Has the derivatives volcano already begun to erupt?

Has the derivatives volcano already begun to erupt? By David Goldman.

The mechanics of hedging trillions of dollars of capital flows are complex, but the economics are simple. Germany and Japan together export half a trillion dollars a year of goods and services more than they import. America imports more than half a trillion dollars of goods and services more than it exports.

Germany and Japan have negative real interest rates, so their investors buy American bonds at positive real interest rates.

This pushes down interest rates in the US (pushes up bond prices). But lately their appetite for US bonds has waned, and US interest rates are rising. This makes funding more expensive for the many countries that have to borrow dollars to cover deficits — including the US and Australia.

The more complex and scary stuff:

For more than one year, international bank regulators and the International Monetary Fund have warned that the banking system no longer can support these enormous flows. The Federal Reserve is tightening liquidity in the US, and in a volatile market, European banks might not be able to roll over nearly $11 trillion of short-term obligations – and might default.

As the BIS warned in September 2017: The combination of balance sheet vulnerabilities and market tightening could trigger funding problems in the event of market strains. Market turbulence may make it more difficult for banks to manage currency gaps in volatile swap markets, possibly rendering some banks unable to roll over short-term dollar funding. Banks could then act as an amplifier of market strains if funding pressures were to compel banks to sell assets in a turbulent market to pay their liabilities that are due. Funding pressure could also induce banks to shrink dollar lending to non-US borrowers, thus reducing credit availability. Ultimately, there is a risk that banks could default on their dollar obligations. …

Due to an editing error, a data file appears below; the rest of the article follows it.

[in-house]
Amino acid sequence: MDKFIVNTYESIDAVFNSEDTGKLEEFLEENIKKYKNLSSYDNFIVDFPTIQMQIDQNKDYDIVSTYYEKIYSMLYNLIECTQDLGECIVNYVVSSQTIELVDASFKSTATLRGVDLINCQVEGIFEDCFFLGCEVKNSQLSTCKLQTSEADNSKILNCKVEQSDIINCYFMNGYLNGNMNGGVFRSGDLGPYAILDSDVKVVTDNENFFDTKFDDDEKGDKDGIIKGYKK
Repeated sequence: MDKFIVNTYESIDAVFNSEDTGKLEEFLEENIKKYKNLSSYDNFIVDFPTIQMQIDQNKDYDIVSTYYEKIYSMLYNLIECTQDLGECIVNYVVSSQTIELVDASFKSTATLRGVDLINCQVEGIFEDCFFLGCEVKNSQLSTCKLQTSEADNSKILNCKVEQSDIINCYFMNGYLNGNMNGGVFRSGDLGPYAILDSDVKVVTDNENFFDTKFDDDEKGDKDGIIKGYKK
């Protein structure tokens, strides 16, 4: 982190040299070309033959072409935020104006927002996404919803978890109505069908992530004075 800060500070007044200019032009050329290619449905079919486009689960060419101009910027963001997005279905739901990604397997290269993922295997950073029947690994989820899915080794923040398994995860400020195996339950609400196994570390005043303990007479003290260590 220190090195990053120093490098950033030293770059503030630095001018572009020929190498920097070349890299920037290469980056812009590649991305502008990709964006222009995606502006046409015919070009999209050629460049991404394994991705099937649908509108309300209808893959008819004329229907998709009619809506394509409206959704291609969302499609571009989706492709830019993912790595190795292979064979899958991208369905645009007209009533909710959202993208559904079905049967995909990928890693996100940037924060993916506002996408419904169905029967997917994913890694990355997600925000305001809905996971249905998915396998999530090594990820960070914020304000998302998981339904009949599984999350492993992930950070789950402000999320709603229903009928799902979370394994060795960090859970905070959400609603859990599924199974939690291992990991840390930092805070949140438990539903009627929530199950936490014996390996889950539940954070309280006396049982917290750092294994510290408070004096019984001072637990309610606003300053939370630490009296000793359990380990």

The crunch hit at the end of the third quarter, when European banks’ short-term credit line in US dollars had to be renewed. Data for the volume of interbank lending aren’t available yet, but the cross-currency “basis swap” between Euros and US dollars – the spread that banks charge their customers for expanding their balance sheets to provide foreign exchange hedges – suddenly widened.

Remember that the bond markets are much larger than the stock markets. When bond markets move, they cause the stocks to move too.